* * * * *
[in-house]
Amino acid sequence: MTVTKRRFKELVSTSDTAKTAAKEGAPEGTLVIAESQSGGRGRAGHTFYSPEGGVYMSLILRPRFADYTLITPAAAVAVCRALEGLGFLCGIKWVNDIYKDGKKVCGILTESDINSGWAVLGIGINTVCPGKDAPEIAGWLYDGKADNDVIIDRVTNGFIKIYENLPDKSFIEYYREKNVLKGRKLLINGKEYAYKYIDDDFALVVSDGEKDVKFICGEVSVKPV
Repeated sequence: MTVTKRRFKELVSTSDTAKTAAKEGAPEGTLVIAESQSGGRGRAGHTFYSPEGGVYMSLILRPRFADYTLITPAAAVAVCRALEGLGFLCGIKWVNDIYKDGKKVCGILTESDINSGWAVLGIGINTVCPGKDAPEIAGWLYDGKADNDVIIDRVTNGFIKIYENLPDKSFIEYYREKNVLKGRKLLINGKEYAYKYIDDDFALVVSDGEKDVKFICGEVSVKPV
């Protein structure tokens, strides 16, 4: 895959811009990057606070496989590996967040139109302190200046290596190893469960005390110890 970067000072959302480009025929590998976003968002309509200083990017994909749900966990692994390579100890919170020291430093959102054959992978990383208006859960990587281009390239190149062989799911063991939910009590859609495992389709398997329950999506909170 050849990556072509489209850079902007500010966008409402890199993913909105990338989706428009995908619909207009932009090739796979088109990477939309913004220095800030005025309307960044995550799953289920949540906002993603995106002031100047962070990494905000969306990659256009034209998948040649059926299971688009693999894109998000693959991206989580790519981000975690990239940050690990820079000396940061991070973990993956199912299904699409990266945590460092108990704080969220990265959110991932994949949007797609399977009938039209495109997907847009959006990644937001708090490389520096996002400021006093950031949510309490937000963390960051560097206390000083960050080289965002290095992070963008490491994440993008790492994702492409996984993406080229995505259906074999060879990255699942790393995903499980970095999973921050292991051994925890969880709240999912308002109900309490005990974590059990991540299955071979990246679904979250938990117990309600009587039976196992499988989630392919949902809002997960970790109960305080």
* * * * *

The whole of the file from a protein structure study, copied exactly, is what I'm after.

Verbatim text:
[in-house]
Amino acid sequence: MTVTKRRFKELVSTSDTAKTAAKEGAPEGTLVIAESQSGGRGRAGHTFYSPEGGVYMSLILRPRFADYTLITPAAAVAVCRALEGLGFLCGIKWVNDIYKDGKKVCGILTESDINSGWAVLGIGINTVCPGKDAPEIAGWLYDGKADNDVIIDRVTNGFIKIYENLPDKSFIEYYREKNVLKGRKLLINGKEYAYKYIDDDFALVVSDGEKDVKFICGEVSVKPV
Repeated sequence: MTVTKRRFKELVSTSDTAKTAAKEGAPEGTLVIAESQSGGRGRAGHTFYSPEGGVYMSLILRPRFADYTLITPAAAVAVCRALEGLGFLCGIKWVNDIYKDGKKVCGILTESDINSGWAVLGIGINTVCPGKDAPEIAGWLYDGKADNDVIIDRVTNGFIKIYENLPDKSFIEYYREKNVLKGRKLLINGKEYAYKYIDDDFALVVSDGEKDVKFICGEVSVKPV
């Protein structure tokens, strides 16, 4: 895959811009990057606070496989590996967040139109302190200046290596190893469960005390110890 970067000072959302480009025929590998976003968002309509200083990017994909749900966990692994390579100890919170020291430093959102054959992978990383208006859960990587281009390239190149062989799911063991939910009590859609495992389709398997329950999506909170 050849990556072509489209850079902007500010966008409402890199993913909105990338989706428009995908619909207009932009090739796979088109990477939309913004220095800030005025309307960044995550799953289920949540906002993603995106002031100047962070990494905000969306990659256009034209998948040649059926299971688009693999894109998000693959991206989580790519981000975690990239940050690990820079000396940061991070973990993956199912299904699409990266945590460092108990704080969220990265959110991932994949949007797609399977009938039209495109997907847009959006990644937001708090490389520096996002400021006093950031949510309490937000963390960051560097206390000083960050080289965002290095992070963008490491994440993008790492994702492409996984993406080229995505259906074999060879990255699942790393995903499980970095999973921050292991051994925890969880709240999912308002109900309490005990974590059990991540299955071979990246679904979250938990117990309600009587039976196992499988989630392919949902809002997960970790109960305080």